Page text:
Hannan v. Delaware Board of Medical Licensure and Discipline

Annotate this Case
Download PDF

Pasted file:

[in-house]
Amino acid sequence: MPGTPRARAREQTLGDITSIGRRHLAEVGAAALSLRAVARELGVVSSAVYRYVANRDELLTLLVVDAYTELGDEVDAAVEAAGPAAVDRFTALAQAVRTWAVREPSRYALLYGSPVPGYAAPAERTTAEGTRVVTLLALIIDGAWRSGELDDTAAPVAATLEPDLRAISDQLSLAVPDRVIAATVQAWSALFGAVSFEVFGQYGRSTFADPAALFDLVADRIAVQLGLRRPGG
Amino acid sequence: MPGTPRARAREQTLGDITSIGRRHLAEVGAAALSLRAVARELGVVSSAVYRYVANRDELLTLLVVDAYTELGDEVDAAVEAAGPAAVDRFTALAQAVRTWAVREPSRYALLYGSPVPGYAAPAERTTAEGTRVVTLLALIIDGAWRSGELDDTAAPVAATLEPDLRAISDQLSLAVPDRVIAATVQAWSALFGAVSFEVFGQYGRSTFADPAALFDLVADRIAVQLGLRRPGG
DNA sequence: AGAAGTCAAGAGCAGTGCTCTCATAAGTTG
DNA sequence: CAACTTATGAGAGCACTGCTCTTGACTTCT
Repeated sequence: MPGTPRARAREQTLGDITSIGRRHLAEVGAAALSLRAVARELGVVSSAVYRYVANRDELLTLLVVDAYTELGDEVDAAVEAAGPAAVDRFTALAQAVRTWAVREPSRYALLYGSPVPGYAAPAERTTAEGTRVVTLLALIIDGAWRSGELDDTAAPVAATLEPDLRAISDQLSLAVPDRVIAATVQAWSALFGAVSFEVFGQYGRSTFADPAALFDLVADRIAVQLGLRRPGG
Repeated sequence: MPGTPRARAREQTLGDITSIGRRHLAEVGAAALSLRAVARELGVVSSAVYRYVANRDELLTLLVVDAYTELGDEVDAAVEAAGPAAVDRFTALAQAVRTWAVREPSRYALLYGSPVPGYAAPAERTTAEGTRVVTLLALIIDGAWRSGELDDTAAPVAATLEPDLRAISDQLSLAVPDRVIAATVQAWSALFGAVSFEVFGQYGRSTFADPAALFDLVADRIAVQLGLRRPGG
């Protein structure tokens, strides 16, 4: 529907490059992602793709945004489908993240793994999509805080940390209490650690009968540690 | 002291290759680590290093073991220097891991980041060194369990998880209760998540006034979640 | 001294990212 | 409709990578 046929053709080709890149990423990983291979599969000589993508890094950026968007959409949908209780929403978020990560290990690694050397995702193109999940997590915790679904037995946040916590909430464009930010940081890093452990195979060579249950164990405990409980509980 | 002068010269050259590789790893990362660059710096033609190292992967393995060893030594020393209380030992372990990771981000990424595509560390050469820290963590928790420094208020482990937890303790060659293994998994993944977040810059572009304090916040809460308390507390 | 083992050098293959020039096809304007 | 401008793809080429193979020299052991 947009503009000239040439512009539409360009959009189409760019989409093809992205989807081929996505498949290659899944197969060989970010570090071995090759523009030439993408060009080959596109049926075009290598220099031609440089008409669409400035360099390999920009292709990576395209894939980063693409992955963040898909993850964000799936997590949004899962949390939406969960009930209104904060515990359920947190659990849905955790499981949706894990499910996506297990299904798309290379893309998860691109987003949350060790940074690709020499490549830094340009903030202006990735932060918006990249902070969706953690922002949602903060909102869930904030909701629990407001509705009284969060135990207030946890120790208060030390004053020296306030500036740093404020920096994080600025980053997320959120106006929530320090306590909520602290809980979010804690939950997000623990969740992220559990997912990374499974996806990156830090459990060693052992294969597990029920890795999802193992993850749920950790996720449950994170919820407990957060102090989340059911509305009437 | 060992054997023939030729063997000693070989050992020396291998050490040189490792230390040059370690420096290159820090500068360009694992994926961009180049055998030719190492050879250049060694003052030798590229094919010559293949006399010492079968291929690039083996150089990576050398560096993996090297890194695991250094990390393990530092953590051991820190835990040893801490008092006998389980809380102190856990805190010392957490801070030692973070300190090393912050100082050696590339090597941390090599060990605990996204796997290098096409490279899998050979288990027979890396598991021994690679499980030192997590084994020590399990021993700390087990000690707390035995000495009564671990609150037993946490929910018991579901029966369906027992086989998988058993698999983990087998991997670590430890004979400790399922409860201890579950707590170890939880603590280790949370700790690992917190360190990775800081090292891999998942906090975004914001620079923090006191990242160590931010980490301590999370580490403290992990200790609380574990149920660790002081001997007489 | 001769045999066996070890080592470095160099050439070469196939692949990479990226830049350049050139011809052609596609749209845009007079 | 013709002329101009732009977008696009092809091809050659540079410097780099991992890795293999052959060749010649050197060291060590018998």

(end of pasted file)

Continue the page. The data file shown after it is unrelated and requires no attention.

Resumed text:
IN THE SUPERIOR COURT OF THE STATE OF DELAWARE PAUL J. HANNAN, M.D., Appellant, v. DELAWARE BOARD OF MEDICAL LICENSURE AND DISCIPLINE, Appellee. ) ) ) ) ) ) ) ) ) ) ) C.A. No. N18A-02-001 JAP MEMORANDUM OPINION Appellant is a physician whose license was revoked by the Board of Medical Practice and Licensure for, in the words of the Hearing Officer, “enabling a criminal drug gang in Pennsylvania by providing them with a regular source of controlled substance prescriptions to be sold on the street.” The physician now seeks a stay of the revocation of his license pending the results of this appeal. It is manifest on the face of his application that he has not alleged any substantial issue to be raised on the appeal. Therefore, even though the State has stipulated to a stay, the court will deny it. A. Facts The Board summarized the evidence before the Hearing Officer in part as follows: Based on the testimony of the State’s expert, the hearing officer found as a matter of fact that Dr. Hannan’s practice of prescribing opioids ignored a number of “red flags,” that indicate that his patients were seeking controlled substances for nontherapeutic purposes. Dr. Hannan requested MRI reports from his patients at the time of their initial presentation, but made little to no effort to secure any charting of prior pain management physicians. Dr. Hannan ignored point-of-care urine screens that indicated patients may be taking prescriptions, or other opioids, that he was not prescribing. Dr. Hannan required the execution of a pain management contract, but did little to enforce the terms of these agreements. Physical examinations were never performed, pursuant to the testimony of the patients highlighted in this hearing, and this is corroborated by the medical records that include no indication that physical examinations were performed. Dr. Hannan’s medical records hardly ever included diagnoses, and medications were increased without documented rationale. Dr. Hannan’s files did contain “short form” and “long form” disclosures about the risks and benefits of taking controlled substances, but the hearing officer found these were fill in the blank forms that weren’t filled in, and referenced discussions of risks and benefits occurring elsewhere without documentation of any other discussion of the risks and benefits. The hearing officer found as a matter of fact the Dr. Hannan engaged in discussions with his patients including discussions of Dr. Hannan’s Nurse Practitioner’s family situation, as well as multiple conversations about Dr. Hannan being investigated by the DEA. Finally, the hearing officer found as a matter of fact that on April 22, 2015, Dr. Hannan was arrested and charged with knowingly and unlawfully carrying a concealed loaded handgun in his briefcase, a misdemeanor offense for which he pled guilty, but successfully completed probation before judgment. 2 The State based its case against Dr. Hannan on his treatment of eight patients. The court need not detail the evidence relating to each patient at this point. Suffice it to say, the Board found that the “record of how these patients were treated is deplorable.” The following are illustrative points: Dr. Hannan repeatedly prescribed opioid medications for patients without documenting any justification for doing so. He increased dosages even though there was no report of new symptoms or increase pain, and in at least one case ordered an increase in dosage even though he recorded that the patient reported she was doing well. Urine drug screens frequently were negative for the opioids he was prescribing, suggesting that the patient might be diverting the medication rather than taking it. On some occasions Dr. Hannan prescribed Oxymorphone (a drug with twice the potency of Oxycodone) without any justification being apparent from his records. The Pennsylvania Prescription Monitoring Program (“PMP) record shows that roughly 53 of Dr. Hannan’s patients filled their prescriptions 3 in Pennsylvania pharmacies. The PMP for one patient illustrates how quickly and freely he handed out prescriptions for pain killers: o Initial prescription: 90 Oxycodone (30 mg.) and 56 Oxycodone (15 mg). o Prescription changed to 84 30mg and 84 15mg. later. o When patient reported this was “not enough” Dr. Hannan increased the Oxycodone 30mg tabs from 84 to 160. o April 11, 2013: Appellant prescribed 160 Oxycodone 30mg tabs for the patient. o Six days later (April 17) he prescribed 58 Oxycodone 5mg tabs for the same patient. o May 10, 2013: Appellant prescribed 124 Oxycodone 30mg and 62 Oxymorphone 5mg tabs to the patient. Many of Dr. Hannan’s patients came from out of state. According to one patient ostensibly living in Elkton, MD, Dr. Hannan knew that the patient actually resided in Kentucky and travelled by train to Elkton to obtain 4 prescription. Another patient estimated that 35 to 40 of Dr. Hannan’s patients resided in Shamokin, Pennsylvania, which is 115 miles (and roughly a threehour drive) from appellant’s office. One patient wore an audio recording/transmitting device to a visit with Dr. Hannan. The records prior to the recorded visit show that Dr. Hannan increased the patient’s dosage of Oxycodone even though the patient advised of a “2” on a pain scale of 0 to 10. The recording shows that the patient told Dr. Hannan that he sold half of his prescribed drugs to support his family, and later told appellant he intended to sell half of the drugs. Dr. Hannan advised the patient that such activity was a criminal offense, whereupon the patient told Dr. Hannan he intended to continue selling the drugs. Nevertheless Dr. Hannan prescribed 150 tabs of Oxycodone 30mg and 60 tabs of Methadone 10mg “to prevent withdraw.” The Hearing Officer observed that: The evidence in this case establishes that Dr. Hannan was enabling a criminal drug gang in Pennsylvania by 5 providing them with a regular source of controlled substance prescriptions to be sold on the street. The Board had a similar view of the evidence, concluding: Dr. Hannan’s practices show a clear priority on money-making at the expense of appropriate patient care. There is a real concern for public safety. B. The court will not agree to the stipulated stay The State and the appellant have stipulated that this court stay the Board’s decision pending the outcome of this appeal. It is manifest from the papers that the sole purpose of the stay is to prevent (for the time being at least) Florida medical authorities from learning the Delaware Board’s revocation of Dr. Hannan’s license. Dr. Hannan is now treating patients for pain management in Florida, which apparently includes prescription of narcotic pain medications. The purpose of the motion is to prevent (for the time being at least) Florida authorities from learning that his license has been revoked in Delaware. According to his motion: Appellant continues to practice in the area of pain management medicine in Tampa, Florida. Without a stay, and without being afforded his constitutional due process rights, the discipline will be made public and placed on the National Practitioner Database. * * * Appellant’s patients, for the most part, suffer from chronic and life-altering pain and rely upon his practice for obtaining relief from that pain through, in 6 many instances, the prescription medicine that contains narcotics. of prescription Despite the fact that the Board (at the State’s urging) found that Dr. Hannan poses a threat to the community, the State has agreed stipulated stay which would effectively allow Dr. Hannan to continue prescribing narcotic pain killers to patients in Florida.1 As the parties recognize,2 the court is not bound by their stipulation. The Administrative Procedures Act prohibits this court from issuing a stay unless it finds, among other things, that the appellant has a substantial chance of success on the merits. The Administrative Procedures Act provides: When an action is brought in the Court for review of an agency regulation or decision, enforcement of such regulation or decision by the agency may be stayed by the Court only if it finds, upon a preliminary hearing, that the issues and facts presented for review are substantial and the stay is required to prevent irreparable harm.3 The stipulation would prevent Dr. Hannan from practicing medicine in Delaware during the pendency of this appeal, which seems to be somewhat of a Pyrrhic victory for the State of Delaware since he no longer resides here but rather lives in Florida. 2 In a cover letter transmitting the stipulation to the court, the Deputy Attorney General representing the Board wrote that the parties have agreed “subject to the approval of the court, to a Stipulated Order.” 3 29 Del. C. § 10144 (emphasis added). 1 7 As discussed below, the court finds appellant has little, if any, chance of success on the merits. Put another way, he has not presented issues and facts that are substantial. Moreover, there are policy considerations which weigh heavily against granting the stay in this case. This court is reluctant to be a party to what is essentially a contrivance (albeit a lawful one) to prevent the Florida authorities from promptly learning of the Delaware Board’s disciplinary action. Florida, like all states, relies in part upon information supplied by the National Practitioner Data Bank,4 and a stay would delay transmission of the Delaware Board’s revocation to the Data Center which in turn would delay the Florida authorities from learning of that revocation. This court will not enter a stay for the sole purpose of preventing the Florida Department of Health from learning information which may (or may not be) relevant to the health and safety of the people of that state. See Fla. Stat. Ann. § 456041(1)(b)(“The physician profiles shall reflect the disciplinary action and medical malpractice claims as reported by the National Practitioner Data Bank, and shall include information relating to liability and disciplinary actions obtained as a result of a search of the National Practitioner Data Bank.”). 4 8 C. Dr. Hannan’s contentions in his motion for a stay The following contentions can be gleaned from Dr. Hannan’s motion: 1. The Hearing Officer erred when he denied the doctor’s request for a continuance. 2. The Hearing Officer erred when the State’s expert was permitted to testify by telephone. 3. The Hearing Officer erred when he permitted the State to call its witnesses in a “piecemeal fashion, out of order.” 4. The Hearing Officer erred when he allowed the State’s expert to offer an opinion “based on a review of records, but had no personal knowledge of the underlying facts.” 5. It was constitutional error to permit the State’s witnesses to offer hearsay testimony. 6. The State’s decision to use hearsay testimony and not call the eight patients involved deprived the Hearing Officer of the opportunity to assess the patient’s credibility. 9 7. The Hearing Officer erroneously excluded testimony by Dr. Hannan about an electronic record system reflecting prescriptions for one of the eight patients because the State had not seen the system. 8. The State called a witness whose only testimony was that Dr. Hannan’s medical assistant was “tattooed” and appeared to be a security guard. 9. The Hearing Officer based his decision in part on evidence that Dr. Hannan was arrested in Delaware for carrying a concealed firearm in his briefcase Virtually all of Dr. Hannan’s arguments must be quickly dismissed because of the limited scope of this court’s review in administrative proceedings. In administrative appeals this court’s review is limited to a determination whether the “decision is supported by substantial evidence and is free from legal error.”5 This court has recently described the scope of its review of decisions of the Board of Medical Practice and Licensure: The Superior Court has jurisdiction to review a decision of the Board on appeal pursuant to the Delaware Administrative Procedures Act. The duty of Haggerty v. Board of Pension Trustees, 2018 WL 454501, at *4 (Del. Jan. 18, 2018). 5 10 the reviewing Court is to examine the record of the proceedings below to determine if (1) there is substantial evidence to support the Board’s findings and conclusions and (2) the Board’s decision is free from legal error. In making its assessment, the Court is not authorized to make its own factual findings, assess credibility of witnesses or weigh the evidence. Substantial evidence is greater than a scintilla and less than a preponderance. If the Board’s findings and conclusions are found to be based upon substantial evidence and there is no error of law, the Board’s decision must be affirmed.6 The narrow scope of review is intended to prevent reviewing courts from getting into the weeds of discretionary and evidentiary rulings by the administrative tribunal. Yet that is exactly what Appellant is asking this court to do. Dr. Hannan casts his arguments in due process terms. He fails to explain, however, why alleged errors by the Hearing Officer have (either singly or collectively) deprived him of due process. For example, the court is at a loss to understand how testimony that a medical assistant was “tattooed and appeared to be a security guard” deprived him of a constitutional right. Moreover, many of the alleged deprivations of due process have been specifically rejected as such or are in fact routine practice in this court and elsewhere. For example: Sokoloff v. Board of Medical Practice, 2010 WL 5550692, at *5 (Del Super. Aug. 25, 2010) (emphasis in original). 6 11 Dr. Hannan claims that he was deprived of his right to due process because the Hearing Officer allowed hearsay testimony. It has long been the law, however, that the use of hearsay in administrative proceedings in and of itself does not offend the Due Process Clause.7 According to the Delaware Supreme Court “The Due Process clause has never been read to mean that the admission of hearsay evidence in an administrative type proceeding is a violation of that clause, and we decline to accept that reading today.”8 It is true that hearsay cannot form the sole basis for an administrative decision,9 but that is not the case here. Dr. Hannan argues that “not one witness called by the State had any knowledge of the facts to which they were testifying.” This does not equate to an administrative decision based solely on hearsay—the Hearing Officer’s See Qijano v. Ascroft, 2004 WL 2823312, at *1 (9th Cir. Dec. 9, 2004); see also, Williams v. United States Dept. of Transportation, 781 F.2d 1573, 1578 n.7 (11th Cir. 1986); Burgin v. Berryhill, 2017 WL 4249729, at *5 (W.D. Okla. Sept. 1, 2017). 8 In re Kennedy, 472 A.2d 1317, 1329 (Del. 1984). 9 Crooks v. Draper Canning Co., 1993 WL 370851, at *1 (Del. Sept. 7, 1993). 7 12 Recommendation is chock-full of references to Dr. Hannan’s records and his own testimony. Dr. Hannan complains that the State’s expert “offered opinion testimony based on his review of the records, but had no personal knowledge of any of the underlying facts.” It is again difficult to see how this amounts to a constitutional violation, as this sort of thing happens every day in courts around the nation, including Delaware’s. Both the Delaware10 and Federal11 Rules of Evidence permit an expert to base his or her opinion upon facts made known to the expert. Dr. Hannan complains that the State’s expert was permitted to testify by telephone. However, transcripts of witness depositions are routinely read into the record in lieu of the witness’s live testimony. The civil rules of this court provide that “any part or all of a deposition, so far as admissible under the rules of evidence applied D.R.E. 703 (“The facts or data in the particular case upon which an expert bases an opinion or inference may be those perceived by or made known to him at or before the hearing.”). 11 F.R.E. 703 (“An expert may base an opinion on facts or data in the case that the expert has been made aware of or personally observed.”). 10 13 [may be read] as though the witness were then present and testifying.”12 Appellant argues the Hearing Officer erred by permitting the State’s witness to testify in piecemeal fashion and out of order. But trial courts have discretion over “the mode and order of interrogating witnesses and presenting evidence.”13 The same is surely true of the Hearing Officer. Appellant also argues that the Hearing Officer erred when he denied Appellant’s motion for a continuance of the hearing. The standard of review here is whether the Officer acted capriciously. The Delaware Supreme Court put it this way: “a discretionary ruling by a trial court or administrative body on a motion for a continuance will not be set aside unless that decision is unreasonable or capricious.”14 The record amply shows that the Hearing Officer did not act unreasonably or capriciously. Dr. Hannan (who was proceeding without counsel at the time) waited until the eve of the hearing to request a continuance. The 12 13 14 Super. Ct. Civ. R. 32(a). D.R.E. 611(a). In re Kennedy, 472 A.2d at 1331. 14 hearing was set to begin on Monday, July 24, 2017. On the evening Thursday, July 20, after the close of business, Dr. Hannan requested the continuance for the first time by way of an email to the investigator in his case.15 In that email Dr. Hannan asserted that: Because of financial difficulties he was unable to afford counsel for the hearing (Dr. Hannan had been represented earlier in this matter by an attorney). He could not afford to fly back to Delaware to attend the hearing. He works full time to pay his bills and spouse and child support obligations. Even a small diminution in his income would make it difficult for him to keep up with those obligations. He was unaware of the identity of the patients whose care gave rise to the charges. The record shows that Dr. Hannan was aware of the email address of the Deputy Attorney General representing the Board in this case because the deputy had previously communicated with him by email. 15 15 He requested discovery in the form of the records of those patients. He needed a “significant amount of time” to review those records once he gets them. The State responded to Dr. Hannan’s request the morning of Friday, July 20. In that response the State asserted: Dr. Hannan must have known of the patients’ identities because his records for those patients were subpoenaed from him in the fall of 2015. He was interviewed about each of those patients in October, 2015. Dr. Hannan received formal notice of the State’s complaint on November 18, 2016. Although Dr. Hannan had made no document requests and the State had no obligation to provide him documents, the State sent all of its exhibits to him in early June, 2017. The Deputy Attorney General representing the Board spoke with Dr. Hannan by telephone in June 2017, at which time the doctor expressed surprise 16 this had not all gone away. He confirmed to the Deputy that he was available for the scheduled hearing and made no request for a delay. The Hearing Officer did not give Dr. Hannan’s request short shrift. He consulted with the parties the morning after Dr. Hannan sent his email request for a continuance to the investigator and wrote an explanation why he was denying the requested continuance. Appellant’s delay in requesting the delay alone renders the Hearing Officer’s decision to deny the request reasonable and noncapricious. Because Dr. Hannan has little or no chance for success on the merits of his appeal, his application for a stay is DENIED. February 23, 2018 ______________________________ John A. Parkins, Jr. Superior Court Judge oc: Prothonotary cc: Daniel A. Griffith, Esquire; Kaan Ekiner, Esquire, Whiteford Taylor Preston LLC, Wilmington, Delaware Stacey X. Stewart, DAG, Department of Justice, Wilmington, Delaware 17